This does not end our inquiry, however. In addition to a claim for compensatory relief, Geiger's complaint requested the court to "implement a mail safeguard" and "issue injunctive relief pending outcome." This court has held in the Eighth Amendment context that the physical injury requirement of § 1997e(e) does not apply to requests for declaratory or injunctive relief.12 Nevertheless, a more basic bar than § 1997e(e) stands in the way of equitable relief in this case; to the extent Geiger seeks injunctive relief for a First Amendment violation, Geiger's request is barred by the standing limitation described in City of Los Angeles v. Lyons.13 The district court lacks jurisdiction to entertain Geiger's claim for injunctive relief because Geiger has not shown or even alleged a likelihood of future harm. Geiger's allegations that defendants withheld his magazines on a single occasion does nothing to establish a real and immediate threat that defendants would violate his First Amendment rights in the future.14

III. CONCLUSION

14

For the foregoing reasons, the district court's judgment of dismissal is

15

AFFIRMED.

Notes:

1

See Denton v. Hernandez, 504 U.S. 25" court="SCOTUS" date_filed="1992-05-04" href="https://app.midpage.ai/document/denton-v-hernandez-112729?utm_source=webapp" opinion_id="112729">504 U.S. 25, 31-32, 112 S. Ct. 1728, 118 L. Ed. 2d 340 (1992); Harper v. Showers, 174 F.3d 716" court="5th Cir." date_filed="1999-05-24" href="https://app.midpage.ai/document/harper-v-showers-17678?utm_source=webapp" opinion_id="17678">174 F.3d 716, 718 & n. 3 (5th Cir.1999); see also 28 U.S.C. § 1915(e)(2)(B)(i) (allowing dismissal of IFP complaint if frivolous).

2

Davis v. Scott, 157 F.3d 1003" court="5th Cir." date_filed="1998-10-22" href="https://app.midpage.ai/document/robert-davis-v-wayne-scott-director-v-unidentified-dawson-correction-officer-iii-unidentified-crowder-correction-officer-iii-758498?utm_source=webapp" opinion_id="758498">157 F.3d 1003, 1005 (5th Cir.1998) (quoting McCormick v. Stalder, 105 F.3d 1059" court="5th Cir." date_filed="1997-02-19" href="https://app.midpage.ai/document/mccormick-v-stalder-11345?utm_source=webapp" opinion_id="11345">105 F.3d 1059, 1061 (5th Cir.1997)).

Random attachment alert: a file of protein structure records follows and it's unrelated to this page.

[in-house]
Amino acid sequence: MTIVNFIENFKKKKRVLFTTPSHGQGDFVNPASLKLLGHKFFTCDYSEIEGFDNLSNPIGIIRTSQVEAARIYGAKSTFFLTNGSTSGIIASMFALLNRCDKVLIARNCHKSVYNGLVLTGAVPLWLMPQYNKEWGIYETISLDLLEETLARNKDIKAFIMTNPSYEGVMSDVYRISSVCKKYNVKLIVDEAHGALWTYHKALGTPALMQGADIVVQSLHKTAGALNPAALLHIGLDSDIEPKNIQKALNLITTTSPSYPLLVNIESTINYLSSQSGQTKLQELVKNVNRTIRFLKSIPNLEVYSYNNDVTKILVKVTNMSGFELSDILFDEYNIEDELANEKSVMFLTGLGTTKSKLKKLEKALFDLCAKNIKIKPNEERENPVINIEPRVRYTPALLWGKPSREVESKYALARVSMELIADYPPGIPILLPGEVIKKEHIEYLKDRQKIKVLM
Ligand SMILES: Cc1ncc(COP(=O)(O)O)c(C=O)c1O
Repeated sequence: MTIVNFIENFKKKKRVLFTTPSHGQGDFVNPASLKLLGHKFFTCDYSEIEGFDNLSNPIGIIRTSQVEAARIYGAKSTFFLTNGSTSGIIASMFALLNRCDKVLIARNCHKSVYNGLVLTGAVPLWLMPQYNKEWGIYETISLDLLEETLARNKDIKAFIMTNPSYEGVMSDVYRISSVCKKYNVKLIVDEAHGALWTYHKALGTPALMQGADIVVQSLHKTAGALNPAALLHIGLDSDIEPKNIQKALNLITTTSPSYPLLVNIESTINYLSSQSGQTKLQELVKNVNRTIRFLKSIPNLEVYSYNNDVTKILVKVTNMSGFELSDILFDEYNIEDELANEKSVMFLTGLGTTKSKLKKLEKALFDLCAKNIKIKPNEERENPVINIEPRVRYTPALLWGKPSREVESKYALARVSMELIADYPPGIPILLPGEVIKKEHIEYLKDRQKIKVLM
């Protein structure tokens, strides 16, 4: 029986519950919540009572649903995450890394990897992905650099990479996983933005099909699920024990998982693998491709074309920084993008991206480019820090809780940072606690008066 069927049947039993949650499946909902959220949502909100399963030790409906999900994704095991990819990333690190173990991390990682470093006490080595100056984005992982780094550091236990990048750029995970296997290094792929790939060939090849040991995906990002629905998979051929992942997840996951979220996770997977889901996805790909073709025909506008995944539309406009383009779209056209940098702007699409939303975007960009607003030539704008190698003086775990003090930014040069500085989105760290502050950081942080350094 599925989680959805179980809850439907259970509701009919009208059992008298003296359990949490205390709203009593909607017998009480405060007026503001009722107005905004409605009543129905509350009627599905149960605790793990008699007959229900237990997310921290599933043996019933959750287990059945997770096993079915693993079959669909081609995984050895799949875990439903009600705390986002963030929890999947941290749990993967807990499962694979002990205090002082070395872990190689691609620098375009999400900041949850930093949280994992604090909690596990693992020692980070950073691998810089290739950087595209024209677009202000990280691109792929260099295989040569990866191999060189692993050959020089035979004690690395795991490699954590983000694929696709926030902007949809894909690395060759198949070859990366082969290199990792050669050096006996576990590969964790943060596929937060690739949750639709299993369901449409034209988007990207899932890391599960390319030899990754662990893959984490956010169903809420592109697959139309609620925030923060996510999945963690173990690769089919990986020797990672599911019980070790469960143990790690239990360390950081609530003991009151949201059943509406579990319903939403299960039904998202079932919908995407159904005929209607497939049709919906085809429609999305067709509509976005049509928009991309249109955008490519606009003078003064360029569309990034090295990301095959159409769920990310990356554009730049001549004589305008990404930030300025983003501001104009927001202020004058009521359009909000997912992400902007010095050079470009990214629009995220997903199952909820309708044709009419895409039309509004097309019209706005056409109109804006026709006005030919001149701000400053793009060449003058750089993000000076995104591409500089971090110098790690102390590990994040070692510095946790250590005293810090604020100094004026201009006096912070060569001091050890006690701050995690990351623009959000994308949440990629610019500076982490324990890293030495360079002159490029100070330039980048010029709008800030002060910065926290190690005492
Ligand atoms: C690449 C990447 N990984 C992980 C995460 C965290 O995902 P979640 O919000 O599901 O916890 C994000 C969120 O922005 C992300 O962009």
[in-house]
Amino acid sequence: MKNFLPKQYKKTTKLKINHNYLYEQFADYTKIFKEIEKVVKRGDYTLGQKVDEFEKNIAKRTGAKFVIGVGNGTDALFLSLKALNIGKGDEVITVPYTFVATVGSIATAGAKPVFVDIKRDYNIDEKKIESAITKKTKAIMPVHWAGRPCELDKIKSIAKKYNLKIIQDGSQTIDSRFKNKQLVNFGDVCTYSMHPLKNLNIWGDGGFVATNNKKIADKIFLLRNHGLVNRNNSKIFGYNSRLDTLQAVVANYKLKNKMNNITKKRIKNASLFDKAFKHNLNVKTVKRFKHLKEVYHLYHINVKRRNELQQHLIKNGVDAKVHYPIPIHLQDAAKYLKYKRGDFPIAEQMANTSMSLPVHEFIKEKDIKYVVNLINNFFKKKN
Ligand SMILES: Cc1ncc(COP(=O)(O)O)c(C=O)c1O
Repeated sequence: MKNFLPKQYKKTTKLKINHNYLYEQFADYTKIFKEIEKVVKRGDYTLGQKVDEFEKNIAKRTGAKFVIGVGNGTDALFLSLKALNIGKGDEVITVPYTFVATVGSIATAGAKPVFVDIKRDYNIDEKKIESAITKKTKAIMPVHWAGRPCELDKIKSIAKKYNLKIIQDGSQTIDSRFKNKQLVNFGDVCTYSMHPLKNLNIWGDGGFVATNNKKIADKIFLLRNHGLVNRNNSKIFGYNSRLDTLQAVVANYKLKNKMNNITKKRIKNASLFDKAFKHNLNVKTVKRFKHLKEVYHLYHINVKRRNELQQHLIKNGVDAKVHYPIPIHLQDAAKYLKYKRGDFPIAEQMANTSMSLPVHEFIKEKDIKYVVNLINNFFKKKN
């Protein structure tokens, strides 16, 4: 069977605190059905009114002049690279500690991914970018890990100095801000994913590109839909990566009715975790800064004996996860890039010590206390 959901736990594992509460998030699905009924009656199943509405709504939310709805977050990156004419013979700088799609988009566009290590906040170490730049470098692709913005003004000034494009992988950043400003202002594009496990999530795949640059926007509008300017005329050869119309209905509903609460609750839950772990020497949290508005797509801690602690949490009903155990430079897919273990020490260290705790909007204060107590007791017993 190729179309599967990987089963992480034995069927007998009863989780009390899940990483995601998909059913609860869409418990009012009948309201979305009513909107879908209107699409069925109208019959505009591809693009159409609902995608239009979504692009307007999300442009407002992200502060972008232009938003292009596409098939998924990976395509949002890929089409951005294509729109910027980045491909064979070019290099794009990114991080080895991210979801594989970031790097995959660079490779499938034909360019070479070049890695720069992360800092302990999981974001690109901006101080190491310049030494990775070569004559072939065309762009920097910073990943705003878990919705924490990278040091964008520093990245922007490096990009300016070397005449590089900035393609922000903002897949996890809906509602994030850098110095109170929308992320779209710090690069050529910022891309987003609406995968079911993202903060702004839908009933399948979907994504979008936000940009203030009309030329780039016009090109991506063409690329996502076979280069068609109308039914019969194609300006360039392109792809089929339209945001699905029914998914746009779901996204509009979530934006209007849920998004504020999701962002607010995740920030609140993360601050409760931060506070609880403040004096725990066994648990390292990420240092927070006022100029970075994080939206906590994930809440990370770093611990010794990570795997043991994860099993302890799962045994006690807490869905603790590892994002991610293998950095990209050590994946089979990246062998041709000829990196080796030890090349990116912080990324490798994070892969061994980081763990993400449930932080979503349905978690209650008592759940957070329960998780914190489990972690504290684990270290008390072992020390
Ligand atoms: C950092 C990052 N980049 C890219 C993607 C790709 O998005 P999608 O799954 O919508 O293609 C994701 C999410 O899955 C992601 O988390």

3

See Denton, 504 U.S. 25" court="SCOTUS" date_filed="1992-05-04" href="https://app.midpage.ai/document/denton-v-hernandez-112729?utm_source=webapp" opinion_id="112729">504 U.S. at 33-34, 112 S. Ct. 1728; Harper, 174 F.3d 716" court="5th Cir." date_filed="1999-05-24" href="https://app.midpage.ai/document/harper-v-showers-17678?utm_source=webapp" opinion_id="17678">174 F.3d at 718.

4

See Ruiz v. United States, 160 F.3d 273" court="5th Cir." date_filed="1998-11-20" href="https://app.midpage.ai/document/no-97-20950-759145?utm_source=webapp" opinion_id="759145">160 F.3d 273, 275 (5th Cir.1998).

5

See Velasquez v. Woods, 329 F.3d 420" court="5th Cir." date_filed="2003-05-08" href="https://app.midpage.ai/document/velasquez-v-woods-31274?utm_source=webapp" opinion_id="31274">329 F.3d 420, 421 (5th Cir.2003).

6

Althoughpro se briefs are to be liberally construed, see, e.g., Amin v. Universal Life Ins. Co., 706 F.2d 638" court="5th Cir." date_filed="1983-06-06" href="https://app.midpage.ai/document/jamil-abdul-alim-amin-v-universal-life-insurance-company-of-memphis-tennessee-418008?utm_source=webapp" opinion_id="418008">706 F.2d 638, 640 n. 1 (5th Cir.1983), pro se litigants have no general immunity from the rule that issues and arguments not briefed on appeal are abandoned. See Oliver v. Scott, 276 F.3d 736" court="5th Cir." date_filed="2002-01-09" href="https://app.midpage.ai/document/oliver-v-scott-26433?utm_source=webapp" opinion_id="26433">276 F.3d 736, 741 (5th Cir.2002); Price v. Digital Equip. Corp., 846 F.2d 1026" court="5th Cir." date_filed="1988-06-15" href="https://app.midpage.ai/document/joe-nathan-price-v-digital-equipment-corporation-506091?utm_source=webapp" opinion_id="506091">846 F.2d 1026, 1028 (5th Cir.1988); Yohey v. Collins, 985 F.2d 222" court="5th Cir." date_filed="1993-03-08" href="https://app.midpage.ai/document/leslie-wayne-yohey-v-james-a-collins-director-department-of-criminal-justice-institutional-division-599327?utm_source=webapp" opinion_id="599327">985 F.2d 222, 225 (5th Cir.1993).